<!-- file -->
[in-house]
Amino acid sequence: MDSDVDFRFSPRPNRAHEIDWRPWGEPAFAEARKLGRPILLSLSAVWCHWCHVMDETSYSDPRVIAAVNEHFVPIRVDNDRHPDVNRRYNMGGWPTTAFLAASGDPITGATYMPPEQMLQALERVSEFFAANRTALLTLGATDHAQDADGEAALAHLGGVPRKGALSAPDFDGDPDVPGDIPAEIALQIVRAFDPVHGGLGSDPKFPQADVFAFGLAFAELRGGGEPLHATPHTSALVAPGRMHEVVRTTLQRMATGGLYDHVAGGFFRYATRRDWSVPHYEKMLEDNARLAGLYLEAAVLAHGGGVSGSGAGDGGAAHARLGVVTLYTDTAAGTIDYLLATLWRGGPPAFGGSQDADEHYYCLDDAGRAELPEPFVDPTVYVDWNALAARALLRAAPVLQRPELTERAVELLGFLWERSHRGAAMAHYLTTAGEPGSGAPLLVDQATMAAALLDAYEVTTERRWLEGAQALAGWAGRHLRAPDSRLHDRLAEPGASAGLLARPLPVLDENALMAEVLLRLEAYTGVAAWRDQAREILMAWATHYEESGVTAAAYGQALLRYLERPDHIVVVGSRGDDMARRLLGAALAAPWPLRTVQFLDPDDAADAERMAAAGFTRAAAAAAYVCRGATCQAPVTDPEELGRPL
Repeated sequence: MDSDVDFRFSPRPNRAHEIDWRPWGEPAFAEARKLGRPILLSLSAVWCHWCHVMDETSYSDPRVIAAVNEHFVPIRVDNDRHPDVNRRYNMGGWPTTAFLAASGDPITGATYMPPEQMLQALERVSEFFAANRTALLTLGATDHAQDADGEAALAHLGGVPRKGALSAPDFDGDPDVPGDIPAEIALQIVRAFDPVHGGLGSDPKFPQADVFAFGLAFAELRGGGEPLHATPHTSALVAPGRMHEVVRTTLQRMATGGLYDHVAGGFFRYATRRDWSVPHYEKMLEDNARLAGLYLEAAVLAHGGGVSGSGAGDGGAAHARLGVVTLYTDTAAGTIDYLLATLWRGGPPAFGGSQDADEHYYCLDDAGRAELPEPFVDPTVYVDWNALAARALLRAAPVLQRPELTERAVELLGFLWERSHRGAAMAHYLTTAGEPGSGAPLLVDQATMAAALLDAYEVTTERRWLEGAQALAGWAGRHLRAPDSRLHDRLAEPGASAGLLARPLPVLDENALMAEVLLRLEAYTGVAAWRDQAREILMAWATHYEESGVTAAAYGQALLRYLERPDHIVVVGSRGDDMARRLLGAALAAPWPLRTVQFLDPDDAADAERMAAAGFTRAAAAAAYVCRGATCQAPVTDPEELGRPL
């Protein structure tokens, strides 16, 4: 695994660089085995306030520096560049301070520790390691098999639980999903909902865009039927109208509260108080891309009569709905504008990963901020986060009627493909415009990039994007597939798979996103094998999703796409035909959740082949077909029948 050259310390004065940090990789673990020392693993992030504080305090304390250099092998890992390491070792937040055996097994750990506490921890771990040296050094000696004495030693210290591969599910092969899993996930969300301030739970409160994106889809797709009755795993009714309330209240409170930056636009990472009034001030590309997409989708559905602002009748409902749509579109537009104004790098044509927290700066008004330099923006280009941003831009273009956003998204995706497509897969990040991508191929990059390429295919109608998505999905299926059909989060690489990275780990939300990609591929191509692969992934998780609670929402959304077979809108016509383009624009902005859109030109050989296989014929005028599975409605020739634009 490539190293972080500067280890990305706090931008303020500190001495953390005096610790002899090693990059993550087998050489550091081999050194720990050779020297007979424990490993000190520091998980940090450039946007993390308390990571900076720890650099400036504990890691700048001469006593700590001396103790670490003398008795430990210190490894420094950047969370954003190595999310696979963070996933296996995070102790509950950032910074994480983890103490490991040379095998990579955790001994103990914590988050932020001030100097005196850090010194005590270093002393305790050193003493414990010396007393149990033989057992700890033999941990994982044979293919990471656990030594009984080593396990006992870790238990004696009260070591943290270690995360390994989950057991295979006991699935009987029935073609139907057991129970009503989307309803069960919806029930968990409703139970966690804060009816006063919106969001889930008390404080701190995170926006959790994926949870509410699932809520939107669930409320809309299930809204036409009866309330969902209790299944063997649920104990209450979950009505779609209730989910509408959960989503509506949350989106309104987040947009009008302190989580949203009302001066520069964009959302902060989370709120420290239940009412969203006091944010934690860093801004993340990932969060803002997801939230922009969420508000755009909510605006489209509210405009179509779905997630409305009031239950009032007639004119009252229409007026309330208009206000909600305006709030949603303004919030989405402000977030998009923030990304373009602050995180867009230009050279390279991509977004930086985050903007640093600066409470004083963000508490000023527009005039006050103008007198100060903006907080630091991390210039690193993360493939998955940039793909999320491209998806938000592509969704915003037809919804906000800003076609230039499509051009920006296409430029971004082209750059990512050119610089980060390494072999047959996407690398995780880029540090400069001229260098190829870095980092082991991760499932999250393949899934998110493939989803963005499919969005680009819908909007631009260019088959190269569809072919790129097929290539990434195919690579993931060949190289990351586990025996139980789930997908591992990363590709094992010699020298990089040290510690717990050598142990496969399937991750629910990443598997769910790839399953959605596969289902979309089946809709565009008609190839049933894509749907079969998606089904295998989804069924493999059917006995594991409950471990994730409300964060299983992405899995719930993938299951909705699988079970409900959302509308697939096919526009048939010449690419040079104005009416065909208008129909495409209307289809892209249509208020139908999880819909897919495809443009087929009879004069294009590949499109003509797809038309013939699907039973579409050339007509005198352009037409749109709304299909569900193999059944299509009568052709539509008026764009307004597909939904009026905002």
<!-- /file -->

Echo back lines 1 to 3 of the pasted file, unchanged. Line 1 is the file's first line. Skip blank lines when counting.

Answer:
[in-house]
Amino acid sequence: MDSDVDFRFSPRPNRAHEIDWRPWGEPAFAEARKLGRPILLSLSAVWCHWCHVMDETSYSDPRVIAAVNEHFVPIRVDNDRHPDVNRRYNMGGWPTTAFLAASGDPITGATYMPPEQMLQALERVSEFFAANRTALLTLGATDHAQDADGEAALAHLGGVPRKGALSAPDFDGDPDVPGDIPAEIALQIVRAFDPVHGGLGSDPKFPQADVFAFGLAFAELRGGGEPLHATPHTSALVAPGRMHEVVRTTLQRMATGGLYDHVAGGFFRYATRRDWSVPHYEKMLEDNARLAGLYLEAAVLAHGGGVSGSGAGDGGAAHARLGVVTLYTDTAAGTIDYLLATLWRGGPPAFGGSQDADEHYYCLDDAGRAELPEPFVDPTVYVDWNALAARALLRAAPVLQRPELTERAVELLGFLWERSHRGAAMAHYLTTAGEPGSGAPLLVDQATMAAALLDAYEVTTERRWLEGAQALAGWAGRHLRAPDSRLHDRLAEPGASAGLLARPLPVLDENALMAEVLLRLEAYTGVAAWRDQAREILMAWATHYEESGVTAAAYGQALLRYLERPDHIVVVGSRGDDMARRLLGAALAAPWPLRTVQFLDPDDAADAERMAAAGFTRAAAAAAYVCRGATCQAPVTDPEELGRPL
Repeated sequence: MDSDVDFRFSPRPNRAHEIDWRPWGEPAFAEARKLGRPILLSLSAVWCHWCHVMDETSYSDPRVIAAVNEHFVPIRVDNDRHPDVNRRYNMGGWPTTAFLAASGDPITGATYMPPEQMLQALERVSEFFAANRTALLTLGATDHAQDADGEAALAHLGGVPRKGALSAPDFDGDPDVPGDIPAEIALQIVRAFDPVHGGLGSDPKFPQADVFAFGLAFAELRGGGEPLHATPHTSALVAPGRMHEVVRTTLQRMATGGLYDHVAGGFFRYATRRDWSVPHYEKMLEDNARLAGLYLEAAVLAHGGGVSGSGAGDGGAAHARLGVVTLYTDTAAGTIDYLLATLWRGGPPAFGGSQDADEHYYCLDDAGRAELPEPFVDPTVYVDWNALAARALLRAAPVLQRPELTERAVELLGFLWERSHRGAAMAHYLTTAGEPGSGAPLLVDQATMAAALLDAYEVTTERRWLEGAQALAGWAGRHLRAPDSRLHDRLAEPGASAGLLARPLPVLDENALMAEVLLRLEAYTGVAAWRDQAREILMAWATHYEESGVTAAAYGQALLRYLERPDHIVVVGSRGDDMARRLLGAALAAPWPLRTVQFLDPDDAADAERMAAAGFTRAAAAAAYVCRGATCQAPVTDPEELGRPL